One of my first encounters with the Discovery Channel’s annual “Shark Week” was in the summer of 1990, watching a documentary featuring shark scholar John McCosker with a dead baby great white shark, pointing out its bits of anatomy and why they were important. The narrator’s description of the sharks miraculous blood-circulation system, allowing it to maintain a body temperature several degrees centigrade about the surrounding seawater, is as clear in my mind today as it was shortly after viewing it. Even when turning to the subject of shark attacks, the approach was minimalist, letting famous photograph Al Giddings recall an attack on his friend Leroy French among the Farallon Islands off California; it was a beautiful, fair documentary that was reflected more of the nature of the Great White than its more famous monstrous media persona. Other shows documented shark tracking techniques, their sensitivity to different kinds of light, and there was at least some inclusion of science into many of the programs I watched year after year.
Then, a few years ago, things started to change. There weren’t as many shows about the sharks themselves as melodramatic retelling of shark attacks, lots of fake blood, spliced stock footage, and terrible synthesizer music being more common than anything else. Conservation was almost never mentioned, the larger focus being on attacks (even if there were the obligatory mentions that attacks don’t happen all that often). Indeed, the Discovery Channel hit rock bottom with the schlock-fest “Anatomy of a Shark Bite,” a self-serving piece of junk that tried to sensationalize an attack of shark biologist Eric Ritter, the metallic reconstructions of shark jaws giving rise to terrible “documentaries” like “Hippo vs. Bull Shark.” Given the downturn of the programming, I’m almost embarrassed to admit that in 2000 I assisted the “Creative Works Team” to find information about sharks for the Discovery Channel, my keys hanging from a lanyard that I was given as a “thank you” for my work for the channel.
This year, the 20th Anniversary of Shark Week, things are worse than ever. While some decent older documentaries like “Jurassic Shark” are thrown in, the new programs are mostly more of the same blood-and-guts survivor stories, one of which is called “Top Five Eaten Alive.” The synopsis of the show is as follows;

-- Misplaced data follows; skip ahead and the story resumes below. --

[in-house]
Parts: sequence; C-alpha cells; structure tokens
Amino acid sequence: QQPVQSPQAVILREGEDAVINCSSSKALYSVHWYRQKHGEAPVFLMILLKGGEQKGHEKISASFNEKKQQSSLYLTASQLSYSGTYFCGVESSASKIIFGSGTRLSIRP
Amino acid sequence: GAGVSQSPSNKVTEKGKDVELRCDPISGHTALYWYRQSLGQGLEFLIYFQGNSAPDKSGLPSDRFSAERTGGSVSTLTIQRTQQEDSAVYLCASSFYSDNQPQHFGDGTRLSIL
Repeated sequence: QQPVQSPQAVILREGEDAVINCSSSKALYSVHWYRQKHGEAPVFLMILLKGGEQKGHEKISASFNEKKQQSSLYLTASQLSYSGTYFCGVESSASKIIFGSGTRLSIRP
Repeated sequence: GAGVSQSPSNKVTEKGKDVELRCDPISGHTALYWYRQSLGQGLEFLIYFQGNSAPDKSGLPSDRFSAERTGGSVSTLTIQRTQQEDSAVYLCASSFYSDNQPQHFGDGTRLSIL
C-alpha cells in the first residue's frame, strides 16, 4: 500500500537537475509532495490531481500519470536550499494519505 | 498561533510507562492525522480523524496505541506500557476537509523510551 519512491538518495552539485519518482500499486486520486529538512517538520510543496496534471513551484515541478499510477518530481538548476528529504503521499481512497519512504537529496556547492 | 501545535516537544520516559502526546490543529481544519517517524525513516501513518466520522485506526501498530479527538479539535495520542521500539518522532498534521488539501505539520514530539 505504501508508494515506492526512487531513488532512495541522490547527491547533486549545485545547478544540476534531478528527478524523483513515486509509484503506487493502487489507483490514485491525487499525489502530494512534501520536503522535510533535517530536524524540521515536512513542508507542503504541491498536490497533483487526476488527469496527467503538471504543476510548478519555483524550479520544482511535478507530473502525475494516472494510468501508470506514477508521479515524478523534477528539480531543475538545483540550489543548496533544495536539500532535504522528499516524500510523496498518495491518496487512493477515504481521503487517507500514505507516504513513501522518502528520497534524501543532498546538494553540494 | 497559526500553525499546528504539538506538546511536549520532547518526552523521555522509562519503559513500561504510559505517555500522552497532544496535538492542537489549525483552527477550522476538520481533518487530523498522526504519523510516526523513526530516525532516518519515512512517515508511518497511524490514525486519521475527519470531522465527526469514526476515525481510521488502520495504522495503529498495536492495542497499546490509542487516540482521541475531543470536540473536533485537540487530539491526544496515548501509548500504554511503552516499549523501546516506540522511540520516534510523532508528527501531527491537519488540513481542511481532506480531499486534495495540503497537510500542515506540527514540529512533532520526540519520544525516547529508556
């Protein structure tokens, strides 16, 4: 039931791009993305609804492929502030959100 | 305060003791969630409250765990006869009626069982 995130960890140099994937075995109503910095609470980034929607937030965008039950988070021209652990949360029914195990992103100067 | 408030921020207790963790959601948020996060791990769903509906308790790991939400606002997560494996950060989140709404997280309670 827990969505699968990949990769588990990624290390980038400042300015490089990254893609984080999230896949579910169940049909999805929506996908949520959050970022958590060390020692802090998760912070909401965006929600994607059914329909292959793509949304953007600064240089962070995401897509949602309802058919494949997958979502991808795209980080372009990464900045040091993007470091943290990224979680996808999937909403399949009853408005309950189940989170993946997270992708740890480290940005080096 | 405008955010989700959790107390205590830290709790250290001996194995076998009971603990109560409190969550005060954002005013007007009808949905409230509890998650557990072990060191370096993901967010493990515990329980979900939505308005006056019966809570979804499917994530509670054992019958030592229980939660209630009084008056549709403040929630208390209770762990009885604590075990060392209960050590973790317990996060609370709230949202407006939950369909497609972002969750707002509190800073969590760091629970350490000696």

Each year dozens of people are eaten alive by sharks. These are the world’s five most amazing survivor stories.
For a short time I worked on organizing and researching cases in the Global Shark Attack File, and I can tell you that dozens of people every year are not “eaten alive” by sharks. There are a number of attacks every year (so low as to be almost insignificant risk-wise), but there have been very few cases where victims have actually be consumed by sharks. Attacks by Great White sharks, for instance, are primarily of the “bite and spit” variety, sharks being unsure whether surfers or swimmings are seals, and so they take people into their mouths and then let them go almost immediately; if they really wanted to eat us, the inch-long serrated teeth would make short work of prey with a few side-to-side thrashings of the head. Again, some people have been eaten by sharks, but I am hard pressed to think of even one substantiated case where someone was swallowed hole or “eaten alive.” This kind of sensationalist B.S. certainly doesn’t belong on a channel claiming to be educational, but then again we know the Discovery Channel is no longer educational, and columnist David Hinckley has pointed out that it’s just another version of pushing the envelope in one area (disgusting and bloody content instead of sex, drugs, or profanity), only there may be more leeway since it’s perceived to have some educational value.
Despite it being well known that sharks are in serious trouble all over the globe, the Discovery Channel continues to ignore there is a problem (see the film Sharkwater if you have any doubts). Instead, they continue to revisit the 1916 shark attacks off of New Jersey (some years saying it was a Bull Shark, others that it was a Great White), “Black December” off South Africa, the USS Indianapolis tragedy, and other tried-and-true horror stories. While the Discovery Channel endorsed the well-made horror film Open Water a few years ago (featuring one absolutely awful documentary about a woman stranded at sea, her camera capturing “Death Tape footage” even though she survived the ordeal relatively unharmed), they seem to do absolutely nothing when it comes to conservation. It’s too late to change this years programming, but concerned shark fans (people who have looked forward to watching Shark Week every year since it’s inception) are starting to speak up about the irresponsible programming. Science should not be a ratings game, and there is no reason that the Discovery (and even National Geographic) Channel should continue to ignore the real horror story; what we’re doing to our oceans.
Update: In attempting to recall at least one case of someone being “eaten alive” I remembered two files from the mid-1800’s in South Carolina. A sailor was taking a swim off the side of his ship when a supposedly 25-foot long shark came along and, as the story goes, swallowed him. Another file from that same year tells of a man in a sailor’s uniform found in the stomach of a 25-foot long shark caught off South Carolina, and I have reason to believe that this is the same shark, sailor, and case. The date of the attack was listed as “circa 1840” and the capture of the shark is listed as 1837, so although the capture would seem to precede the attack the actual date of attack is only rough at best. Unfortunately many of the original records were lost due to fire or other causes, and so we’ll probably never know for sure.